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Ecology and salmon related articles

Jack Chinook Numbers
Offer Hope for Next Year

by Eric Barker
Lewiston Tribune, July 21, 2017

Numbers of immature salmon returning to area rivers give clues of future runs

Spring Chinook fishing in the Northwest is popular either from a boat or from the bank.  Let's go fishing. Idaho's spring chinook season is on its last legs, but it is leaving anglers a glimmer of positive news on its way out.

The Little Salmon River near Riggins and the Snake River in Hells Canyon are still open to anglers hoping to catch a salmon, but it's been a poor season overall.

Biologists had predicted a bit of an off year, but the fish failed even to live up to their muted expectations. Fishing on the Snake River in Washington and the Clearwater River in Idaho was cut short when it became clear the run would fall well short of expectations. Fishing on the Salmon and Little Salmon rivers was allowed to continue only after biologists switched to a four-day-a-week season and narrowed its geographic span.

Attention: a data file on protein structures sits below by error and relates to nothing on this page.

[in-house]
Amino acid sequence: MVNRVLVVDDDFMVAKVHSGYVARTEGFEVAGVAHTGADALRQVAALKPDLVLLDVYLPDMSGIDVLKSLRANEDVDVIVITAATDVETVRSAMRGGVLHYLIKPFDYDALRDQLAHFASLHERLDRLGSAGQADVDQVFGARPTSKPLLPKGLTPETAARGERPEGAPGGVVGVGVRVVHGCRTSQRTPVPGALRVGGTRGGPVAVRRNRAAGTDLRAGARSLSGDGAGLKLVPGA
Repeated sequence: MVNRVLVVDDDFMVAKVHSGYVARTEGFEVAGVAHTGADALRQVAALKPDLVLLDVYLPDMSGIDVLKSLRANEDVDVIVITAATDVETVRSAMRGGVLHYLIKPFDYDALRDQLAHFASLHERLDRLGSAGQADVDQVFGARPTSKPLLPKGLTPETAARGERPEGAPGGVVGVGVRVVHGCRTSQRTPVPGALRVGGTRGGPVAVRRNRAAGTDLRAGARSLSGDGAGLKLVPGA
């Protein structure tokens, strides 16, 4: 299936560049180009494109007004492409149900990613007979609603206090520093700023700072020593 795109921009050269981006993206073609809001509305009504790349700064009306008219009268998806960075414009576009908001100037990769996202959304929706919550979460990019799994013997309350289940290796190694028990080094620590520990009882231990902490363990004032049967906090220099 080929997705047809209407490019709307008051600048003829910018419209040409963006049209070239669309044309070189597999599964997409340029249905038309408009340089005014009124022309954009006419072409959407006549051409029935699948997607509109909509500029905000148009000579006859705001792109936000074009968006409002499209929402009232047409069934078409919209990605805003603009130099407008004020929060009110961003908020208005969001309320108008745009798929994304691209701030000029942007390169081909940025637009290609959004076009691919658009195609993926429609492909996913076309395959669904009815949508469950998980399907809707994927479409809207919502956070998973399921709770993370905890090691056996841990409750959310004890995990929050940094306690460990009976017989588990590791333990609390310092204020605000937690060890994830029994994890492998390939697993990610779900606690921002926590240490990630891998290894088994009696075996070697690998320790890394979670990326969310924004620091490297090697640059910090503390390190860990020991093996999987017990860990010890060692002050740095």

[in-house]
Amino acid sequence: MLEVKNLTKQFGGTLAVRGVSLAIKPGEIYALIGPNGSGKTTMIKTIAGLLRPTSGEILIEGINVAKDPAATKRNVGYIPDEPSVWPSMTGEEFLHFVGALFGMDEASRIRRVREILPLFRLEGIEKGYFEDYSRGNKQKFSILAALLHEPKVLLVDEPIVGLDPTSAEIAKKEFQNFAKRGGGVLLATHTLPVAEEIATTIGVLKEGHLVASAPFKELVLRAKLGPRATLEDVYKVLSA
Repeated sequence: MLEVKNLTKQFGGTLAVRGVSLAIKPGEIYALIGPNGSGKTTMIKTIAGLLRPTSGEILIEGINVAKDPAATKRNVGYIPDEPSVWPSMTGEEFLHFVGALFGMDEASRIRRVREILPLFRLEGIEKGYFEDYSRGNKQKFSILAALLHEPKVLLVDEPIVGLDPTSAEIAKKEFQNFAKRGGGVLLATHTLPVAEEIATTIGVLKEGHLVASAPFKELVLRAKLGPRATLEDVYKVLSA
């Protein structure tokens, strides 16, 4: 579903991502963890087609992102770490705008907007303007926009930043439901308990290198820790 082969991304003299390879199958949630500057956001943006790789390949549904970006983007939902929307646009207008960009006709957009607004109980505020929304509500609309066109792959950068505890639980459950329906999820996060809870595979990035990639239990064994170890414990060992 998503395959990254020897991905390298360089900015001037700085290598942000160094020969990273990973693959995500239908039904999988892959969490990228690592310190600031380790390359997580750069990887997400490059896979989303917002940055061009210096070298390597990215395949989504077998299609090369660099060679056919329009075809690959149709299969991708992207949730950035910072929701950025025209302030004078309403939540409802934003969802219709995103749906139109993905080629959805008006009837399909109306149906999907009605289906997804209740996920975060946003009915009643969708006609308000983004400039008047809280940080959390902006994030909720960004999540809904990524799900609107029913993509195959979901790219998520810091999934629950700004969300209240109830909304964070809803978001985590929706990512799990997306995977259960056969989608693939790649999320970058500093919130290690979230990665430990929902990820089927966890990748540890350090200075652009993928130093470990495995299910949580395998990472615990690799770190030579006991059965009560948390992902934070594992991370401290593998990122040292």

Idaho Fish and Game biologist Brett Bowersox at Lewiston said it appears next year's season at least will be better. That is based on this year's return of jack chinook, those that return to fresh water early after only spending one year in the ocean. Biologists keep tabs on jacks as a way to predict the following year's returns. In general, the strength of the jack run in any given year is repeated the following year by the return of chinook that spend two years in the ocean.

This spring, 2,336 jacks returned to Clearwater River hatcheries and 1,331 returned to Rapid River Hatchery near Riggins. While far from the more robust jack runs, it was better than the 2016 jack run.

"We know the prediction is wrong; it's not down to the individual fish," he said. "It's a place to start thinking about what we may be seeing next year."

Bowersox said the prediction calls for a return of 15,423 hatchery chinook bound for the Clearwater River to make it at least as far as Bonneville Dam on the Columbia River, and for a return of 12,762 chinook bound for Rapid River Hatchery.

"Based on jack returns this year, the data makes us optimistic next year will be a better run."

Bowersox said fishing on the Little Salmon River and the Snake River in Hells Canyon was good last week, but effort has dropped dramatically.

Related Pages:
Spring Chinook Season Ends Sunday by Staff, Lewiston Tribune, 7/12/17

Eric Barker
Jack Chinook Numbers Offer Hope for Next Year
Lewiston Tribune, July 21, 2017

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